These days social media sites such as Facebook, Twitter, YouTube, Flickr and Tumblr are integral to most news organizations' news-gathering processes. CNN launched its own user-generated content initiative – iReport – back in 2006, allowing viewers to contribute to breaking news and share their personal stories on CNN.com.
iReport officially turned five on Aug. 2nd. In that half-decade, iReporters have sent us some of the most moving and meaningful footage and images from tsunami zones from India to Japan, the aftermath of Hurricane Katrina, the London bombings and more. The hardships, the bravery and the skill of our iReporters has only heightened the value of their contributions, enabling CNN's coverage of breaking news stories to be not only more immediate but more emotive.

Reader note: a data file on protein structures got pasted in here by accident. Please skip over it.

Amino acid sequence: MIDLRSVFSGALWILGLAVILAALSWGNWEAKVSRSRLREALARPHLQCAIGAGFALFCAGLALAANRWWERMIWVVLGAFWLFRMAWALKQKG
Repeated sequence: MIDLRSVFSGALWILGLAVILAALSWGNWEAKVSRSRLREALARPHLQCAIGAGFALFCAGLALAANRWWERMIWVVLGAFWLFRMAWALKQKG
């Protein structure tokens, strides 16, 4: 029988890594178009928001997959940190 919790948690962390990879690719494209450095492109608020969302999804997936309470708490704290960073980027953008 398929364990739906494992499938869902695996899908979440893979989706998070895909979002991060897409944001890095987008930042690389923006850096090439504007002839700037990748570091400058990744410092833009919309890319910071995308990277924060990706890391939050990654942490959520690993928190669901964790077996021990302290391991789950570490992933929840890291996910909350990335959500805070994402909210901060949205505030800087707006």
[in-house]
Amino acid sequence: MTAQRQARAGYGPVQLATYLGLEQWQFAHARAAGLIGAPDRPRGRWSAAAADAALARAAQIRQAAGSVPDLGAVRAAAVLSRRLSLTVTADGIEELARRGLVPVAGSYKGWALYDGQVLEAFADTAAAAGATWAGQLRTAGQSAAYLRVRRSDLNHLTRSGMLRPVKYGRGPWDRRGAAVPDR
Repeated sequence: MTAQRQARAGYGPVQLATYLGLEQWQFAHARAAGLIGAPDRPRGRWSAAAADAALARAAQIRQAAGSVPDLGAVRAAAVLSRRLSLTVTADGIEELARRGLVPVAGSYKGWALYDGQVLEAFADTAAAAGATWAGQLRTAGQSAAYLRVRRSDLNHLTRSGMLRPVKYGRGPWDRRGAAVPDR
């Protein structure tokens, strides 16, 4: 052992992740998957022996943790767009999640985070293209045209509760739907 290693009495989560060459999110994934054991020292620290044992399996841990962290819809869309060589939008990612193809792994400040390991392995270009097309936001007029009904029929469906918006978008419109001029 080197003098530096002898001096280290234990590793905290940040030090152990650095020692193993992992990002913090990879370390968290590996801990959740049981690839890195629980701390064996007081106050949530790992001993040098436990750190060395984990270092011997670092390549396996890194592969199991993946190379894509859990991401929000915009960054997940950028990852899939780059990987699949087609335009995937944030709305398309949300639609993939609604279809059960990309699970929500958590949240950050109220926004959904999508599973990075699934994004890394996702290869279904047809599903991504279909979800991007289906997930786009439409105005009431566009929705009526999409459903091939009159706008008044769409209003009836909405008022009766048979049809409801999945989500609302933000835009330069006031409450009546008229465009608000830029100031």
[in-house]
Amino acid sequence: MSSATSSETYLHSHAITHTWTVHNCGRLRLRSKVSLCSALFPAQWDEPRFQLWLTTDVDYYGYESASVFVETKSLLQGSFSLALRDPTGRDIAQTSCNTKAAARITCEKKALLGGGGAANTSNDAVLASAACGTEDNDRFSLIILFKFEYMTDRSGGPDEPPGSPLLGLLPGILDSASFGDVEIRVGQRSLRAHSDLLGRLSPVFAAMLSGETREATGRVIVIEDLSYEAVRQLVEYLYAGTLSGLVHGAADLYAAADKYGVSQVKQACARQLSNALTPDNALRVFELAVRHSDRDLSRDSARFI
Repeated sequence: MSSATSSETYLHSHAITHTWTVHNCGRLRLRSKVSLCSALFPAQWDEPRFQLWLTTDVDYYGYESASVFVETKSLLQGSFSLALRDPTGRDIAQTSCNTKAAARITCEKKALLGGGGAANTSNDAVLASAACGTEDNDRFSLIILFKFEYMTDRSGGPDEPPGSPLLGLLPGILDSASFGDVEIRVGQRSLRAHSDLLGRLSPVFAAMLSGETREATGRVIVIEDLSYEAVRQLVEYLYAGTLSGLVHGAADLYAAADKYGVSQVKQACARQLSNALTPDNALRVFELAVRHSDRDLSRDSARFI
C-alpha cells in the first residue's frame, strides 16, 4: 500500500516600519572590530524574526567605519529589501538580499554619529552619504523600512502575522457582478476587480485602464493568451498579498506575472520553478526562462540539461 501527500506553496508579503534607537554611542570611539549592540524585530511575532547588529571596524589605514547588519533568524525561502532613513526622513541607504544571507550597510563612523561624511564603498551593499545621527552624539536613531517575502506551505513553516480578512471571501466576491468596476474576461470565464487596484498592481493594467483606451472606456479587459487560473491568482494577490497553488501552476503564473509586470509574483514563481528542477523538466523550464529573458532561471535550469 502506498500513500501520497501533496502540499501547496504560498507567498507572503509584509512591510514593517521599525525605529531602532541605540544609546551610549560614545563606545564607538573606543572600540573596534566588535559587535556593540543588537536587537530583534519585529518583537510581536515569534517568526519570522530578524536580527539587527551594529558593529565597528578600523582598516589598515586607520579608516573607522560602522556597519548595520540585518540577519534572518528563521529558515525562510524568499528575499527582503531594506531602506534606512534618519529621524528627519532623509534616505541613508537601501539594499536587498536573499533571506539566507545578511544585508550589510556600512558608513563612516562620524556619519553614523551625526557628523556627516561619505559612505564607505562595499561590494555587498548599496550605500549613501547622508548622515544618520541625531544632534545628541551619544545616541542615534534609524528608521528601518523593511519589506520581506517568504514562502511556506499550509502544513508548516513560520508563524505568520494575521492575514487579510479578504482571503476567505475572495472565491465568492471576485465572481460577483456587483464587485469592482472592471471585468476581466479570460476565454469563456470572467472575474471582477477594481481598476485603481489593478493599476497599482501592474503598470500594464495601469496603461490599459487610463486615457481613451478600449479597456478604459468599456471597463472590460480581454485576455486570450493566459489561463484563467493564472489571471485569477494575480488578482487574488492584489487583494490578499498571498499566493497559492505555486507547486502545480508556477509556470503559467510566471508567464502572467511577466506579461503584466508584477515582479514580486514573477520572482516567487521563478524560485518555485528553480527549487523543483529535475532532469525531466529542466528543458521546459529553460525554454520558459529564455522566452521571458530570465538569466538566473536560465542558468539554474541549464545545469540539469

From small acorns, great oaks grow, or at least so goes the saying. Well, the same could be said about iReport. Did you know that the initiative began with an image of a furry critter with sunstroke? CNN Digital’s Lila King witnessed that moment and how it prompted others to begin participating online. You can read her report into where iReport started, what makes it tick, and where it is headed here.
CNN is celebrating iReport’s fifth birthday by encouraging contributors worldwide to host meet-upsin their community. The gatherings are a chance for relationships forged in the virtual world to become concrete real-life communities and for would-be iReporters to learn how to get involved. Here in Hong Kong, 30 curious iReporters-to-be showed up to a meet-up last week and there are a total of almost eighty iReport communities joining in elsewhere (if you want to find out the closest meet-up in your area or if you want to host one in your community, you can RSVP here).